Handwritten Tennessee Constitutions Moved To Public Display

Tuesday, December 4, 2012

Tennessee State Library and Archives staff will carefully move all three versions of the original handwritten Tennessee state Constitutions to the Supreme Court building on Tuesday, in preparation for a five-day public display.

The meticulously preserved documents will be removed from a vault at the State Library and Archives building and carried by hand starting at 10 a.m. Tuesday in their archival boxes next door to the Supreme Court building. A Tennessee Highway Patrol detail will provide security as the state’s most significant documents travel for their first-ever public display as a group.

The largest document – the State Constitution written in 1834 – measures approximately 2 feet by 3 feet.

This is the first time the three documents – handwritten in 1796, 1834 and 1870 – will be on display together for the public to view. The event is part of the 75th anniversary celebration of the Supreme Court Building, which was dedicated in 1937. The celebration also includes the opening of the Tennessee Judiciary Museum within the Supreme Court Building with a public ceremony at 10 a.m. on Wednesday.

Following the period of public exhibition, the original Constitutions will be returned to a vault at the State Library and Archives and digital duplicates will be on display at the Judiciary Museum.

The museum will be open to the public with the original constitutions on display on the following dates and times:

  • Thursday, from 8 a.m. to 4:30 p.m.
  • Friday, from 8 a.m. to 4:30 p.m.
  • Saturday, from 10 a.m. to 2:00 p.m. to especially allow school children who can't come during the week to view the constitutions
  • Monday, from 8 a.m. to 4:30 p.m.

Starting Tuesday, Dec. 11, the museum will be open weekdays from 9 a.m. – noon. There is no admission charge. The Supreme Court building is at 401 Seventh Ave., Nashville, 37219, at the corner of Charlotte Avenue.


Tennessee State Library & Archives Launches Digital Collection Honoring World War I Soldiers

As Memorial Day approaches, the Tennessee State Library & Archives is commemorating the 100-year anniversary of World War I by launching a new digital collection on TeVA (Tennessee Virtual Archive). The Tennessee World War I Gold Star Records, 1918-1924 is a memorial collection honoring Tennessee servicemen who died during the Great War. Soldiers' ... (click for more)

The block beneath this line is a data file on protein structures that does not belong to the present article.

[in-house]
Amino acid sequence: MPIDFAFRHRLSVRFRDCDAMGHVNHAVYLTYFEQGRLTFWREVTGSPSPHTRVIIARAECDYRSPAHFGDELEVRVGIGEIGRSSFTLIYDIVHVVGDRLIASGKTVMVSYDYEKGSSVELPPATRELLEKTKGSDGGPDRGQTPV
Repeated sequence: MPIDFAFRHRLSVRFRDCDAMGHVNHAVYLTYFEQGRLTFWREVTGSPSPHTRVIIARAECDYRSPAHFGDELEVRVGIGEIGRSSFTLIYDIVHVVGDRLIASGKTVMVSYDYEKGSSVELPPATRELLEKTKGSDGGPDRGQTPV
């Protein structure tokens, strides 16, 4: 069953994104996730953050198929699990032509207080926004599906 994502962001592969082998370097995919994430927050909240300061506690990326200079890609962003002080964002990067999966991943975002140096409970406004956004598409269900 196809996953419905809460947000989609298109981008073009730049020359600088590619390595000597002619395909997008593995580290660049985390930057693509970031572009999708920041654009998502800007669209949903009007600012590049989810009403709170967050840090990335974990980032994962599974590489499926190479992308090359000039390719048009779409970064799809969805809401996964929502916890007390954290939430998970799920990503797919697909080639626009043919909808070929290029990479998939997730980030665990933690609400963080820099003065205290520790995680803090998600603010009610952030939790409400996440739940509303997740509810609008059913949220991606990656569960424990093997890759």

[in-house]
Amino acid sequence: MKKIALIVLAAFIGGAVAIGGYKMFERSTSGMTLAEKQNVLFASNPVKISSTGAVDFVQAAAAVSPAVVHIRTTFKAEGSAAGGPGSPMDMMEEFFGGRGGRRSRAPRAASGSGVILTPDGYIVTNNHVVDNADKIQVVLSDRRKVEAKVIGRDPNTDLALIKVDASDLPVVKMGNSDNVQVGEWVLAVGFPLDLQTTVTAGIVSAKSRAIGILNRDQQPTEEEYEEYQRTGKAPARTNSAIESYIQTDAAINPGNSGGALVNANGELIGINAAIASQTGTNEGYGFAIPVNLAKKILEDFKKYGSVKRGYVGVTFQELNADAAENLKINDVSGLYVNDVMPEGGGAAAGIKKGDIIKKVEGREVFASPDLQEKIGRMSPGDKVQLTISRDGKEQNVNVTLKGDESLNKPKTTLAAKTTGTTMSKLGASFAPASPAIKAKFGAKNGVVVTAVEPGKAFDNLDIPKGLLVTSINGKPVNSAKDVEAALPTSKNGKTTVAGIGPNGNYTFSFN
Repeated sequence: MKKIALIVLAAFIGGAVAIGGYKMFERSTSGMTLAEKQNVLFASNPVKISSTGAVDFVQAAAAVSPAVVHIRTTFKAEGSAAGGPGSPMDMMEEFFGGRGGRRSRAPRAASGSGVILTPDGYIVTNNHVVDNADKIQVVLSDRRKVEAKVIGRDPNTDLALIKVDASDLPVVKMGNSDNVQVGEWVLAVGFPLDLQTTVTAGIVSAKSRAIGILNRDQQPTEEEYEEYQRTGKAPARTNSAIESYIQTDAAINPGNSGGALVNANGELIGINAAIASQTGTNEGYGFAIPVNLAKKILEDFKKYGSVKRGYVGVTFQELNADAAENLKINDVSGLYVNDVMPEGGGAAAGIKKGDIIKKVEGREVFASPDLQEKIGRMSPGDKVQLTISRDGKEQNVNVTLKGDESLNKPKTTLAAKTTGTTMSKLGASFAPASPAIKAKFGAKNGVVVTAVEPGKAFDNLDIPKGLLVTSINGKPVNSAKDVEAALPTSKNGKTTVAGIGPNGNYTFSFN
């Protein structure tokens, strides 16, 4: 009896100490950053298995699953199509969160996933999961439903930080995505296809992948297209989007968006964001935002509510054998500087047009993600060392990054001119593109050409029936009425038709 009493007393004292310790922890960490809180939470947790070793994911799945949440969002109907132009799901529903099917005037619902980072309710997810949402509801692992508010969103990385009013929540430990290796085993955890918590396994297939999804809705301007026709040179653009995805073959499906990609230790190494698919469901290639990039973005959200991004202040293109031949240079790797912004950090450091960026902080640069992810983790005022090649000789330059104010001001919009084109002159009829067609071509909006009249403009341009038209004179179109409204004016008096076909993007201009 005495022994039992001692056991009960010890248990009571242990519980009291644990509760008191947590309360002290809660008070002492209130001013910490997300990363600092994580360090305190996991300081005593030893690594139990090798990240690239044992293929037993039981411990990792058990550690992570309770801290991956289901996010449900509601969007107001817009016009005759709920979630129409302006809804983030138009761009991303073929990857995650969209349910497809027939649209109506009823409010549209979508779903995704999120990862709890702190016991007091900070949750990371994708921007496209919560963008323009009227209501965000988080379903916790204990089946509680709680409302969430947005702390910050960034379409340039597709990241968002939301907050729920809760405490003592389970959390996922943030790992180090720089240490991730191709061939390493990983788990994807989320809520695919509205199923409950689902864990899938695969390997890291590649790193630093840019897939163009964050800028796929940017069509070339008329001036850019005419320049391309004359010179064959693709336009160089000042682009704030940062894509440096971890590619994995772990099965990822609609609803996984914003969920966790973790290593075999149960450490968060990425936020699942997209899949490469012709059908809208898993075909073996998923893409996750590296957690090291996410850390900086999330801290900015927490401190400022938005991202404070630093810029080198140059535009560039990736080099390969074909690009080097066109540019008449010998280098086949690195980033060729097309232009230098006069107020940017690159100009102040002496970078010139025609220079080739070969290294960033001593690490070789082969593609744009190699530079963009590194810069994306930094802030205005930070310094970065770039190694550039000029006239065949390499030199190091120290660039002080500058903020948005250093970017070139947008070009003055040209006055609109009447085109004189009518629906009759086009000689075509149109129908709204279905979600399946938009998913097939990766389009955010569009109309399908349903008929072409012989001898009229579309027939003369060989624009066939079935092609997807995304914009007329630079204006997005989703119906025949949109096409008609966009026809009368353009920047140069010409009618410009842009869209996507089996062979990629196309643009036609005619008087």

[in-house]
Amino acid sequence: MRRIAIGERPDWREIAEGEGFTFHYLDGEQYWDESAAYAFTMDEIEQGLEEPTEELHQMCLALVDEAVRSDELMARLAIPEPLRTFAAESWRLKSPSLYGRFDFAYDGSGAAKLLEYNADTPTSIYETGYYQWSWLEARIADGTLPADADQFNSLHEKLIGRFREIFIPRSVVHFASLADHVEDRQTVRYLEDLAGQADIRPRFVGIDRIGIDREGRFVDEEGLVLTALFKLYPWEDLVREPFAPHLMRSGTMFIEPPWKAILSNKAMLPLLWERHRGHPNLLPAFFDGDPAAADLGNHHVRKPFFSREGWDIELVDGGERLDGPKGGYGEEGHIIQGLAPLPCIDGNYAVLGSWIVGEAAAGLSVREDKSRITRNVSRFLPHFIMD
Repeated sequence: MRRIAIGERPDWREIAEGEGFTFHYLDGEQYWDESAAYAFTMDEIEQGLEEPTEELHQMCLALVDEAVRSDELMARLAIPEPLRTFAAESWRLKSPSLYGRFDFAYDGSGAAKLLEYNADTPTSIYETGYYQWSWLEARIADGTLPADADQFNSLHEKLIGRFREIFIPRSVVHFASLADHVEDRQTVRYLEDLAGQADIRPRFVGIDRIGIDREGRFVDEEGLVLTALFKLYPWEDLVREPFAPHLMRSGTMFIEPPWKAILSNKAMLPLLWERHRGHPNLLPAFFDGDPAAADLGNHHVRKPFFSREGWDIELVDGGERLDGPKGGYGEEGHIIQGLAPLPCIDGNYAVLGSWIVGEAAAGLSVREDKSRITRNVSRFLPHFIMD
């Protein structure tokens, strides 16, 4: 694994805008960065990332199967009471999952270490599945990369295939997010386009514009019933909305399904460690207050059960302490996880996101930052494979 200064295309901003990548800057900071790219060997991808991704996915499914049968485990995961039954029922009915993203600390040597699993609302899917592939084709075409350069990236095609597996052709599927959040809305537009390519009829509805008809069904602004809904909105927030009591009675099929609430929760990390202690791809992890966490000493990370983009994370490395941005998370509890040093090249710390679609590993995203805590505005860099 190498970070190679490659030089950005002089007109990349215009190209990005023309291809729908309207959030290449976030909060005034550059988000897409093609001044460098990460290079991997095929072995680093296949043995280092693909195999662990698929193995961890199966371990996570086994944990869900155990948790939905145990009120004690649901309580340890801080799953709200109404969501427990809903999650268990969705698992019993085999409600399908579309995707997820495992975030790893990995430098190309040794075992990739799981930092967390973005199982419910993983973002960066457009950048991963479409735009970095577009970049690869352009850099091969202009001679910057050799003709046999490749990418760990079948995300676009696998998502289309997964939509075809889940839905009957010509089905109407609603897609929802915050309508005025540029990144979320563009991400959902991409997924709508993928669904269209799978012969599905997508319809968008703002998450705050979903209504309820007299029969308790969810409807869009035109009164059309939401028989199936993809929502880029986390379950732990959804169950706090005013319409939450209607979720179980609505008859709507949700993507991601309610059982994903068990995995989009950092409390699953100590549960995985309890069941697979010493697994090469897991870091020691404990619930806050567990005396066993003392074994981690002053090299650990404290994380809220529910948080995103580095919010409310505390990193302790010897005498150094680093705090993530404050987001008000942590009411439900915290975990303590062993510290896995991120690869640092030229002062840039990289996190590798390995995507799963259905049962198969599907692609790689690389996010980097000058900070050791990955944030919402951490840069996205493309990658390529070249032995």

Chester Martin Remembers Pollution In The City

Ever since Man found out how to cook there has been atmospheric pollution by the human race. Chattanooga used to be much more polluted than it is today. In fact, Chattanooga is immaculately clean now compared to a few decades ago. Even so, I never really thought of our town as being   "dirty". Back in the 1960's and well into the '70's you could drive into town through ... (click for more)

Strong Thunderstorm Causes Damage, Power Outages In Dalton

Shortly before  5 p.m. , a strong thunderstorm went through downtown Dalton, knocking down numerous trees, causing power outages and also causing damage. At this time, no injuries have been reported.  The Dalton Fire Department and Dalton Police Department responded to multiple reports of damage. The DPD closed several roads due to downed trees and power lines. ... (click for more)

Chattanooga Honors Military Veterans

A Memorial Day service was held at the National Cemetery on Monday. (click for more)

Parking Discrimination Downtown

Many taxpayers who reside in Chattanooga (but outside Chattanooga's core) feel left behind when it comes to neighborhood paving, sidewalks, policing, streetscaping, street sweeping, public transportation, and other services. Some think most tax dollars are spent on downtown and not in their neighborhoods. It's not as if they can't vicariously experience the largesse of downtown. ... (click for more)

Don't Squander The 2016 Election Opportunity

This is what I don't understand. Christians refusing to vote for anyone who is not squeaky clean and who doesn't live up to our standards. I'm not bashing Christians. I proudly proclaim Jesus as Lord and Savior.  But If we made our voice known more we could have a lot greater influence than we have. And I don't mean just boycotting. I specifically mean the last two ... (click for more)